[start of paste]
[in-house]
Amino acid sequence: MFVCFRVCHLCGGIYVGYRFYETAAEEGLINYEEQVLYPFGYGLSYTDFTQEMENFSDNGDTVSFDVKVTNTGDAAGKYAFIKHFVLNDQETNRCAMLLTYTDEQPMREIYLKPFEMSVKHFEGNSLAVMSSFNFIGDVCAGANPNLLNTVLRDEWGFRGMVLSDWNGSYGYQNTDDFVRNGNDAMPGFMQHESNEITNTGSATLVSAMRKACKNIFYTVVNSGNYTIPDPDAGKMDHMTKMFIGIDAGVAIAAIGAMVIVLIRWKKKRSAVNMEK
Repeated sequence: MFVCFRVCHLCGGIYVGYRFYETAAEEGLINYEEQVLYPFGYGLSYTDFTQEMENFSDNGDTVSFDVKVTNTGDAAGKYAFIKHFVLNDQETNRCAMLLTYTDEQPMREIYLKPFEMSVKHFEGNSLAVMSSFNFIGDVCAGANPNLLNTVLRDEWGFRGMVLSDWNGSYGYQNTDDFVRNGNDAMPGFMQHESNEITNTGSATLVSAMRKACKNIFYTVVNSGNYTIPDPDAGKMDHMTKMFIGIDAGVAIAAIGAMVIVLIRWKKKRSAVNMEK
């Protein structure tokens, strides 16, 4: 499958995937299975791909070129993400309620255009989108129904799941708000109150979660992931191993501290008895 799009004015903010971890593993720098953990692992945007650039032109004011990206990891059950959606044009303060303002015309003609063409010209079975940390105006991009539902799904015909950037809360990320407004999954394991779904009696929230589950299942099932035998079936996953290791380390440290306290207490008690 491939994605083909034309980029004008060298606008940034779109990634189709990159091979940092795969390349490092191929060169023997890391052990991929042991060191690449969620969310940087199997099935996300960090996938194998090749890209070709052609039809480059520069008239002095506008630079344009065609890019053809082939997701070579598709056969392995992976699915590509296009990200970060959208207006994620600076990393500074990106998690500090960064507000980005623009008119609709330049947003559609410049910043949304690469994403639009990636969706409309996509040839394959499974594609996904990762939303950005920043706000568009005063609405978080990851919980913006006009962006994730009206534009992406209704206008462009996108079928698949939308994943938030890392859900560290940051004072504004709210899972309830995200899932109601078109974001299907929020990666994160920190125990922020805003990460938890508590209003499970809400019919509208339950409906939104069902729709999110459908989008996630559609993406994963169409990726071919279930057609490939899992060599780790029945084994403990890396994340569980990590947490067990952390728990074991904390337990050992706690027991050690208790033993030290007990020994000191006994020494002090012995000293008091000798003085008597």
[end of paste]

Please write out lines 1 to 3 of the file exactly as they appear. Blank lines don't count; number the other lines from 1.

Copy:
[in-house]
Amino acid sequence: MFVCFRVCHLCGGIYVGYRFYETAAEEGLINYEEQVLYPFGYGLSYTDFTQEMENFSDNGDTVSFDVKVTNTGDAAGKYAFIKHFVLNDQETNRCAMLLTYTDEQPMREIYLKPFEMSVKHFEGNSLAVMSSFNFIGDVCAGANPNLLNTVLRDEWGFRGMVLSDWNGSYGYQNTDDFVRNGNDAMPGFMQHESNEITNTGSATLVSAMRKACKNIFYTVVNSGNYTIPDPDAGKMDHMTKMFIGIDAGVAIAAIGAMVIVLIRWKKKRSAVNMEK
Repeated sequence: MFVCFRVCHLCGGIYVGYRFYETAAEEGLINYEEQVLYPFGYGLSYTDFTQEMENFSDNGDTVSFDVKVTNTGDAAGKYAFIKHFVLNDQETNRCAMLLTYTDEQPMREIYLKPFEMSVKHFEGNSLAVMSSFNFIGDVCAGANPNLLNTVLRDEWGFRGMVLSDWNGSYGYQNTDDFVRNGNDAMPGFMQHESNEITNTGSATLVSAMRKACKNIFYTVVNSGNYTIPDPDAGKMDHMTKMFIGIDAGVAIAAIGAMVIVLIRWKKKRSAVNMEK